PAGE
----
A small African village. The story focuses on Bila, a ten year old boy who befriends an old woman, Sana. Everybody calls her 'Witch' but Bila himself calls her 'Yaaba' (grandmother). When ... See full summary »

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3 wins & 2 nominations. See more awards »
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Cast

Complete credited cast:
Fatimata Sanga ...
Yaaba
Noufou Ouédraogo ...
Bila
Roukietou Barry ...
Nopoko
Adama Ouédraogo ...
Kougri
Amadé Toure ...
Tibo
Sibidou Ouédraogo ...
Poko
Adame Sidibe ...
Razougou
Rasmané Ouédraogo ...
Noaga (as Rasmane Ouedraogo)
Kinda Moumouni ...
Finse
Assita Ouedraogo ...
Koudi
Zenabou Ouedraogo ...
Pegda
Ousmane Sawadogo ...
Taryam
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Storyline

A small African village. The story focuses on Bila, a ten year old boy who befriends an old woman, Sana. Everybody calls her 'Witch' but Bila himself calls her 'Yaaba' (grandmother). When Bilas cousin Nopoko gets sick it is Sana's medicine who saves her. Written by Mattias Thuresson

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Genres:

Drama | Family

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Details

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Release Date:

6 October 1989 (USA)  »

Also Known As:

Babcia  »

Company Credits

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Technical Specs

Runtime:

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Aspect Ratio:

1.85 : 1
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Did You Know?

Trivia

Official submission of Burkina Faso for the 'Best Foreign Language Film' category of the 62th Academy Awards in 1990. See more »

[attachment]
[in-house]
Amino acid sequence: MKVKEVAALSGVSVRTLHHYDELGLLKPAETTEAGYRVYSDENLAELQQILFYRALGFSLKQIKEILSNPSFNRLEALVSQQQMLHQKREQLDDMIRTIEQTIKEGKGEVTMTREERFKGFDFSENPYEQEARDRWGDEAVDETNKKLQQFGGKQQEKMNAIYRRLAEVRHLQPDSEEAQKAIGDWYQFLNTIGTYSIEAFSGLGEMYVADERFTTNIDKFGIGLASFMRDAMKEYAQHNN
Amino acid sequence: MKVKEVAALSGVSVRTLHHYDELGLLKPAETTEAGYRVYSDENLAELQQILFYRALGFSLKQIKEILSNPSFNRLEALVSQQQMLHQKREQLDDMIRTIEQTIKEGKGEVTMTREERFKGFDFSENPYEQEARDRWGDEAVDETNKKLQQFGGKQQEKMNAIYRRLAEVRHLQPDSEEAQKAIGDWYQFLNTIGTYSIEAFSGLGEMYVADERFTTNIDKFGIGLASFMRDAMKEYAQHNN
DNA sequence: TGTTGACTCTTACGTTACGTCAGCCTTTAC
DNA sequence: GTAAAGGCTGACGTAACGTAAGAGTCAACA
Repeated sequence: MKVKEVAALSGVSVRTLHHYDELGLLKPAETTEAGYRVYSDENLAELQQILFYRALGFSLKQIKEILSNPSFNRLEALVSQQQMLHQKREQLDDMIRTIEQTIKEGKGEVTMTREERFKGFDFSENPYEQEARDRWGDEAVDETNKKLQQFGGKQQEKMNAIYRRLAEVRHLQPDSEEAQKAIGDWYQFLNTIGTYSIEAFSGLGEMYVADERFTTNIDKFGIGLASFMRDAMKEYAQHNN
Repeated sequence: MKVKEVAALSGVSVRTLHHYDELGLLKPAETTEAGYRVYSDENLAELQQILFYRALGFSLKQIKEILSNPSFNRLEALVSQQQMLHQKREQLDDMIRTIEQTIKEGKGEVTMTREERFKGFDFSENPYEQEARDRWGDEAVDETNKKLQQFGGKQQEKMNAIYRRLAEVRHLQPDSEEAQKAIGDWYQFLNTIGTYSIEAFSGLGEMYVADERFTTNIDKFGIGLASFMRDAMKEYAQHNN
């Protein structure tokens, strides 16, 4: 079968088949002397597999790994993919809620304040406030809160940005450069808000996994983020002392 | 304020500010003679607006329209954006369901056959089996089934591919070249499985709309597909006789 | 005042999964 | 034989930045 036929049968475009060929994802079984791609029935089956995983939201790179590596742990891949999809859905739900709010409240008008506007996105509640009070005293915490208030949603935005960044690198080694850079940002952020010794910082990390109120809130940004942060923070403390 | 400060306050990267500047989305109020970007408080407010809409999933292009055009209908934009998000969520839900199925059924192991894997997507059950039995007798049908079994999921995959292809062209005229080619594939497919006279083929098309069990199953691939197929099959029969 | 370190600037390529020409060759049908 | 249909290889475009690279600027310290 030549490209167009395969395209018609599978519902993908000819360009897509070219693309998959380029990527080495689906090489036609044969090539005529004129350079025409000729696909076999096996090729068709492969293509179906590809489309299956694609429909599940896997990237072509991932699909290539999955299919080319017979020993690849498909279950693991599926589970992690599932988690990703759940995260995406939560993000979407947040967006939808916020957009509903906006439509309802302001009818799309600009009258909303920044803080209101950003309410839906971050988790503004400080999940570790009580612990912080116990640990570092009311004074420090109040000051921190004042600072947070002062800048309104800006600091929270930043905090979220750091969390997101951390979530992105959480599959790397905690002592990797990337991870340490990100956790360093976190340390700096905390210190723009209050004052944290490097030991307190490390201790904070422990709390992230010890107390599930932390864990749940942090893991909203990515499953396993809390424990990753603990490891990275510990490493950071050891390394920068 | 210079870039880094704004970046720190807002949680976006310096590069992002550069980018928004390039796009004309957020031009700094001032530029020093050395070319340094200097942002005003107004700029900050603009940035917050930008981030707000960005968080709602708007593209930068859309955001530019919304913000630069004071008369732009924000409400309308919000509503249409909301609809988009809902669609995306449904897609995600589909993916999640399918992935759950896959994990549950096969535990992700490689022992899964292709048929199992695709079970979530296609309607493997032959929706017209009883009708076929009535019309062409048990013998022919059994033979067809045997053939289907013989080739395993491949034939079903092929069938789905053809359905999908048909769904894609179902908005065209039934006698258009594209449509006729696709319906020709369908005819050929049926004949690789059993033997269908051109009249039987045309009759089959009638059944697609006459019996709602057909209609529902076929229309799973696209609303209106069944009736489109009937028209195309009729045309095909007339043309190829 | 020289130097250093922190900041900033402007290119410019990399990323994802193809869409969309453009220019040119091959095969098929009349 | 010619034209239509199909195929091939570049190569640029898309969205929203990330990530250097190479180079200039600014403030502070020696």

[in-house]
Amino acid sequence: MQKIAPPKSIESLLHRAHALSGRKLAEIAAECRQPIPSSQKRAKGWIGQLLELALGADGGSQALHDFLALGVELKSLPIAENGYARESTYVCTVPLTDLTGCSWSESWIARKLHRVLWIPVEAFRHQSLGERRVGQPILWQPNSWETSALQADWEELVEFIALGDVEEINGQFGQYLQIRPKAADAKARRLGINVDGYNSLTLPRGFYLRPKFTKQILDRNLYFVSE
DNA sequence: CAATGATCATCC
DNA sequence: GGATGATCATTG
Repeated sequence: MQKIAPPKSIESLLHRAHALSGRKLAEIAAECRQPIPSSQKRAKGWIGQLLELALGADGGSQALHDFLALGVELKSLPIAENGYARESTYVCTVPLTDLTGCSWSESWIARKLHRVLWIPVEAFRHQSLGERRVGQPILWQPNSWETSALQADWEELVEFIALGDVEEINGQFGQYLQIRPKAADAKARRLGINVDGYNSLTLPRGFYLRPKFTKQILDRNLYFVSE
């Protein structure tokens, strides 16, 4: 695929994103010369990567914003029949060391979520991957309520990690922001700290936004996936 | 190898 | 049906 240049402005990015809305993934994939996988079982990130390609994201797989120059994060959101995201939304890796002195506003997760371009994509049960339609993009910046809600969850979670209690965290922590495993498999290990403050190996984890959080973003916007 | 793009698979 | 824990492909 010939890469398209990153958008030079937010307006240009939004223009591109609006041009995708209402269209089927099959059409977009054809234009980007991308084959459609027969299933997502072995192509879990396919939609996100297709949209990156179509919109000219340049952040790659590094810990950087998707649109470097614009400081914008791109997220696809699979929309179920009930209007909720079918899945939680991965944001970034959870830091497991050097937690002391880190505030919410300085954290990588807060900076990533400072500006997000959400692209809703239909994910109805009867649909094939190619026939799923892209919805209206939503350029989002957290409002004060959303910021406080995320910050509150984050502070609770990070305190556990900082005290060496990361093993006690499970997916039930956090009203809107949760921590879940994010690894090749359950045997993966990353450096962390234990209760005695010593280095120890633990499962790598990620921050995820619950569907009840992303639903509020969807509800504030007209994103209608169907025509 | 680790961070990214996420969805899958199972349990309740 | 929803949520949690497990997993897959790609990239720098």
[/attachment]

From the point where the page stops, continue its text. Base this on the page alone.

Connections

Referenced in Chaplin Today: The Gold Rush (2003) See more »

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User Reviews

'Ah, that's life...'
13 November 2006 | by (London, England) – See all my reviews

The title character of Yaaba says of a woman having an affair, '...she may have her reasons'. (Or so the English subtitle runs, as I cannot speak More). Yaaba could be likened to Renoir's La Regle du Jeu in that it is sympathetic with all of its characters. The script suggests that 'Everyone has his reasons' : thus we can like both Kougri and her husband Noaga who she is cuckolding.

The film appears to be shot with fast stock, it is difficult to detect artificial lighting in the shots. The compositions are not obviously artificial either, with the bustle of village (in deep focus) creating an open framing and camera-work which is unobtrusive. This realism created by the cinematography is part of sympathy the film creates - because it does not appear to manipulate or distrust its characters.

Similarly the film has a plot, but apparently 'incidental' action submerges it. Early in the film a characteristic deep long shot allows us to follow Bila and his father, but the dominant focus is actually on a random shepherd who briefly holds most of the screen space. Then instead of following Bila, the camera switches to Kougri, bringing in the narrative of her and her lover, unrelated to the title character. The film hides its plot to appear unmanipulated.

The clearly artificial element of the film is the musical score, though for the most part the film uses 'found' sounds, crickets, the wind and the background chatter of voices. The music is used to create subtle motifs to enhance the realism of the film though. For example, after Bila gifts the stolen cockerel to Sana, the score accompanies a pan of the bush which stops 'some time later' on the scene of the pair eating the chicken. It is as if Ouedraogo creates a buffer with the score and the pan so that ellipsis does not artificially juxtapose two shots.

Yaaba is a typical realist film. The unobtrusive form allows the camera to 'wander' through the village like an impartial observer, taking in an earthy mix of sex and chickens. This makes the characters sympathetic and creates a strongly humanistic impression, more powerful than Bila's sententious repetition of Sana's '...she may have her reasons' (which might have been a Hollywood director's choice to convey a film's 'message' eg Rick's speech in Casablanca).


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